You can buy a cheap umbrella stroller made in China for as little as $19.99 at Babies-R-Us or shell out a whopping $400 for an aluminum-framed elite jogging stroller. But just how necessary is this putative necessity? “I didn’t use one with either of my kids,” says Amy Stewart, a mom of two in Port Townsend, Washington. “My aunt bought me a beautiful one to go with our infant car seat and I think I used it once.” Instead Stewart carried her babies in a cloth baby wrap or back carrier and encouraged them to walk when they got old enough. Any mom who’s tried to wrestle a stroller onto the subway will agree that baby wearing is easier and more convenient. “Carrying my baby against me kept me connected to them in a way I thoroughly enjoyed,” Stewart says. “There's nothing like feeling a little cheek pressed against your chest.”
5. A changing table.
Kalon Studios makes a bamboo changing “trunk” that can be converted into a toy chest, for $740 plus shipping, but even a non-luxury changing table will set you back some $100. “We have one but it’s only for storage,” admits Ashley Ridosko, a Wisconsin mom with a second baby on the way. “I hated it, it’s high up, you have to hold onto your babe the whole time while fumbling for things.” Experienced parents use the bed or the floor.
6. Breast milk test strips to detect alcohol.
The brainchild of UpSpring Baby, a company that also makes postpartum belly wraps (to help you lose weight faster), $39.99, and Walking Wings, a dog-like harness you use, like a puppeteer, to direct a baby’s steps, $24.99. These strips (20 cost $24.99) are for home use to make sure there’s not too much alcohol in a mom’s breast milk. But the body metabolizes alcohol quickly and doctors agree that a small amount of alcohol in breast milk is harmless. “It is a useless product and should not be recommended,” Jack Newman, a Canadian doctor who specializes in breastfeeding, writes in an open letter on Facebook: "a ploy to have mothers worry and spend money for nothing.”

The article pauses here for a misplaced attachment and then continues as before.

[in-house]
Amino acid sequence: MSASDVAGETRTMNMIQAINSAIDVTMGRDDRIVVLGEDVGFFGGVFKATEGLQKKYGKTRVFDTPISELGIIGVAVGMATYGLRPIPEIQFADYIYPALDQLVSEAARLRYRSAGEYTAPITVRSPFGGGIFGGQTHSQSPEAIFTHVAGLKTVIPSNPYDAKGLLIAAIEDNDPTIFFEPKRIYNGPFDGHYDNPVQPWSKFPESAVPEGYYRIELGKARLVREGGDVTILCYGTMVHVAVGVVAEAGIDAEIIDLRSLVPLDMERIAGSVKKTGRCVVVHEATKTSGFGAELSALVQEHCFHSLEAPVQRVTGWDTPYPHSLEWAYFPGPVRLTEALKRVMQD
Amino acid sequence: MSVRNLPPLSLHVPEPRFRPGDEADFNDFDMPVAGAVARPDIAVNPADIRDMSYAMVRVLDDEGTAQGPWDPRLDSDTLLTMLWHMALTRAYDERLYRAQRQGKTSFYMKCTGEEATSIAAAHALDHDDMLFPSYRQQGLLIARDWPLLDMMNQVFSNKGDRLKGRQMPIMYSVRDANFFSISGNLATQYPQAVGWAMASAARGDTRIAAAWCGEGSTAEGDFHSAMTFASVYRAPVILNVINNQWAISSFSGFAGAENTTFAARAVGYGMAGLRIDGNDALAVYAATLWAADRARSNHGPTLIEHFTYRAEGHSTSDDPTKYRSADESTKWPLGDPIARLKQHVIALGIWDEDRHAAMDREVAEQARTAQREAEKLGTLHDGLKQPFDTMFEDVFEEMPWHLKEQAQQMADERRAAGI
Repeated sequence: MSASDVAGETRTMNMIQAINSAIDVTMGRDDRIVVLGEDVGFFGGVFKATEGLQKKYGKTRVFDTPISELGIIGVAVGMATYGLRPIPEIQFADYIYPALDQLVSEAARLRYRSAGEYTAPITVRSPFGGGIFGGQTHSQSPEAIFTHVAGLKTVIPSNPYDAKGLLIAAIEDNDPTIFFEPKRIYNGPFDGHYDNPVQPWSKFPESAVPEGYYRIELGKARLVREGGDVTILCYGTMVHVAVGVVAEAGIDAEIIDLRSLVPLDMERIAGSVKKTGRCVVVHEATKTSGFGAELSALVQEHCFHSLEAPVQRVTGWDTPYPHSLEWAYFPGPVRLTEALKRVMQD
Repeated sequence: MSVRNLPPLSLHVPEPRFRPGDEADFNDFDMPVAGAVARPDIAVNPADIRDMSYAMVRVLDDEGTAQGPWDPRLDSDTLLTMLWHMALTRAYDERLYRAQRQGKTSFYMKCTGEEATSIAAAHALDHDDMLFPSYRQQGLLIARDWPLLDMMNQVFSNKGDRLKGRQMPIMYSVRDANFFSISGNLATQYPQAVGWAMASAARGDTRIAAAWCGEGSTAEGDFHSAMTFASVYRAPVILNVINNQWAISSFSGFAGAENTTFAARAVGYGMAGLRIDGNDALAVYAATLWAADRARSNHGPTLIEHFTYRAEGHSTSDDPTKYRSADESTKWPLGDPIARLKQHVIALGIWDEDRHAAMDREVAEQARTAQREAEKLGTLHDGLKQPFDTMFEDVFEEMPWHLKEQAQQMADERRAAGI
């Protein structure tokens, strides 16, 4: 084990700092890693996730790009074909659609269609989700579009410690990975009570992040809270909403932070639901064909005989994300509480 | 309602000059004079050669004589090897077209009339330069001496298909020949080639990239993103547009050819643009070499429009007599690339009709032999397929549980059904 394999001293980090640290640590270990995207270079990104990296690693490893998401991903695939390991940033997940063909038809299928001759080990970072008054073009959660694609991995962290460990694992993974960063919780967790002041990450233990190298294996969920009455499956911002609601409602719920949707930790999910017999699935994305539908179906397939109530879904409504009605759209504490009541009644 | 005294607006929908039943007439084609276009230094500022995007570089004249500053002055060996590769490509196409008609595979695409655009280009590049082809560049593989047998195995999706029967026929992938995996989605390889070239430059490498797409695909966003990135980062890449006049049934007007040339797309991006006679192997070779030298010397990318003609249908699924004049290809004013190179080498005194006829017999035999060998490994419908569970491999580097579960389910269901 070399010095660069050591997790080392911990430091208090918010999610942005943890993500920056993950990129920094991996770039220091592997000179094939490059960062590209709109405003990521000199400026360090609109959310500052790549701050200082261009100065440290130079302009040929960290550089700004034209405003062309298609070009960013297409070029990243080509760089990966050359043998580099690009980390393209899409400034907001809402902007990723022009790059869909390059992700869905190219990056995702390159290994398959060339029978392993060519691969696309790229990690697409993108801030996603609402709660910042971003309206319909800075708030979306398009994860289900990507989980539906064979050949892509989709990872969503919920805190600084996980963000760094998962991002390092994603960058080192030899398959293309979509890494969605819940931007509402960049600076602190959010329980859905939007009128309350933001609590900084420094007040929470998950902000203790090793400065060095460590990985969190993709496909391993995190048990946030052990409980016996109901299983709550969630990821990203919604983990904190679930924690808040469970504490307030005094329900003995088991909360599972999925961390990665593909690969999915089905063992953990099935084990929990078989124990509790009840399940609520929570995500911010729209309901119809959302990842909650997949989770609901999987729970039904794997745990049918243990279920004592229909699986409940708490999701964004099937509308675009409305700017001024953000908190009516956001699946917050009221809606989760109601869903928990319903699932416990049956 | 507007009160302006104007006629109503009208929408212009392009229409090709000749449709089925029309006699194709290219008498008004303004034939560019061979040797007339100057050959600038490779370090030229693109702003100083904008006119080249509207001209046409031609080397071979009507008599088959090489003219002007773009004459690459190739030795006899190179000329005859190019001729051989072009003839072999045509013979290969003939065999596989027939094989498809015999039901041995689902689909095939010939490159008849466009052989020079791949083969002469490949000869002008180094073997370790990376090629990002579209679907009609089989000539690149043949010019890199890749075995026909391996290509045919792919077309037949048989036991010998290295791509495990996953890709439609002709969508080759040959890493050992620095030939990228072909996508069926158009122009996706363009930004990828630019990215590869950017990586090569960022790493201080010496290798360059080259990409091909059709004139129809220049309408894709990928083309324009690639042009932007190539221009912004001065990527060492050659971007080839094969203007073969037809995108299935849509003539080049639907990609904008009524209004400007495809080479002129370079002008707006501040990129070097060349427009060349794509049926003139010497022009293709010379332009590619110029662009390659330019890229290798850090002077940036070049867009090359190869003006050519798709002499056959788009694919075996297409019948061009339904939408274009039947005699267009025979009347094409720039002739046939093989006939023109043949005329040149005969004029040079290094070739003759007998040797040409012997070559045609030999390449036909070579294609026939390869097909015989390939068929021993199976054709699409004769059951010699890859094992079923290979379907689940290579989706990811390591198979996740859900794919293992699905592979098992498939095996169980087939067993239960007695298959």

7. An obstetrician.
Not a product, but an obstetrician is far from a must-have, despite America’s bias in favor of medical doctors. Over 70 percent of births in Scandinavia, which has much better fetal and maternal outcomes at a fraction of the cost, are assisted by midwives. Because they use fewer unnecessary interventions, spend more time with women in labor, and are committed to vaginal birth, midwives are the safer and healthier choice, argues Marsden Wagner, former director of Women’s and Children’s Health at the World Health Organization. Unless a woman’s pregnancy is deemed high-risk, or there is a medical emergency during labor, the majority of women may not need to have an ob-gyn at the birth.
“Having a highly trained surgeon obstetrician assist at your birth is about as sensible as hiring a pediatric surgeon as a babysitter for your healthy 2-year-old,” Wagner writes. Midwife-assisted birth is also a lot less expensive. The average charge for a C-section birth in America: $51,000. The average charge for a vaginal hospital birth: $32,000. The average charge for a homebirth midwife: $4,500.
"Everything you really need for your baby, you already have,” says McKenna Rowe, a mom of two in Talent, Oregon. Rowe tries to avoid buying her children toys, insisting a wooden spoon works just as well (use it as a drumstick, shovel, light saber, or teething toy). “Eliminating the clutter, the waste, the mess to clean, and the over-stimulation in my home has worked wonders in my mothering journey,” she says. “In my opinion, the simpler the better."